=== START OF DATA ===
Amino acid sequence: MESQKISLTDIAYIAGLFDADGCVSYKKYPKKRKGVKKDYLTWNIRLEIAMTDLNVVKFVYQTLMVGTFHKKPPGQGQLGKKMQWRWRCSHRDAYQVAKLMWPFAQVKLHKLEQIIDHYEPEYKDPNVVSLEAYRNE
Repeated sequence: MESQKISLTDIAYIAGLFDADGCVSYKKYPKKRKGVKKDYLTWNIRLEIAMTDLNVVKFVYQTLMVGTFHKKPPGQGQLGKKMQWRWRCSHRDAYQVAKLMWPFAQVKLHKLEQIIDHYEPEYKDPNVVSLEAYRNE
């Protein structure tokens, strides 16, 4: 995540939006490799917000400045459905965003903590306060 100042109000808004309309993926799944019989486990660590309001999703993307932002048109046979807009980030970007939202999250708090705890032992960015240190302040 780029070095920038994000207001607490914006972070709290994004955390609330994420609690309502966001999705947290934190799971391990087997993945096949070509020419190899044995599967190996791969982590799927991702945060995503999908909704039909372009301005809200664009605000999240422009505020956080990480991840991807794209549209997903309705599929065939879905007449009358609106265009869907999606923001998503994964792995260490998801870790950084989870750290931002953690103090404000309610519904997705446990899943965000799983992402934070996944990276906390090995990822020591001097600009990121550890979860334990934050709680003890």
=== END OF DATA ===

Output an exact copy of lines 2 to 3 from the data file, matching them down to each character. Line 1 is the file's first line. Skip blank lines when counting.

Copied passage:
Repeated sequence: MESQKISLTDIAYIAGLFDADGCVSYKKYPKKRKGVKKDYLTWNIRLEIAMTDLNVVKFVYQTLMVGTFHKKPPGQGQLGKKMQWRWRCSHRDAYQVAKLMWPFAQVKLHKLEQIIDHYEPEYKDPNVVSLEAYRNE
């Protein structure tokens, strides 16, 4: 995540939006490799917000400045459905965003903590306060 100042109000808004309309993926799944019989486990660590309001999703993307932002048109046979807009980030970007939202999250708090705890032992960015240190302040 780029070095920038994000207001607490914006972070709290994004955390609330994420609690309502966001999705947290934190799971391990087997993945096949070509020419190899044995599967190996791969982590799927991702945060995503999908909704039909372009301005809200664009605000999240422009505020956080990480991840991807794209549209997903309705599929065939879905007449009358609106265009869907999606923001998503994964792995260490998801870790950084989870750290931002953690103090404000309610519904997705446990899943965000799983992402934070996944990276906390090995990822020591001097600009990121550890979860334990934050709680003890």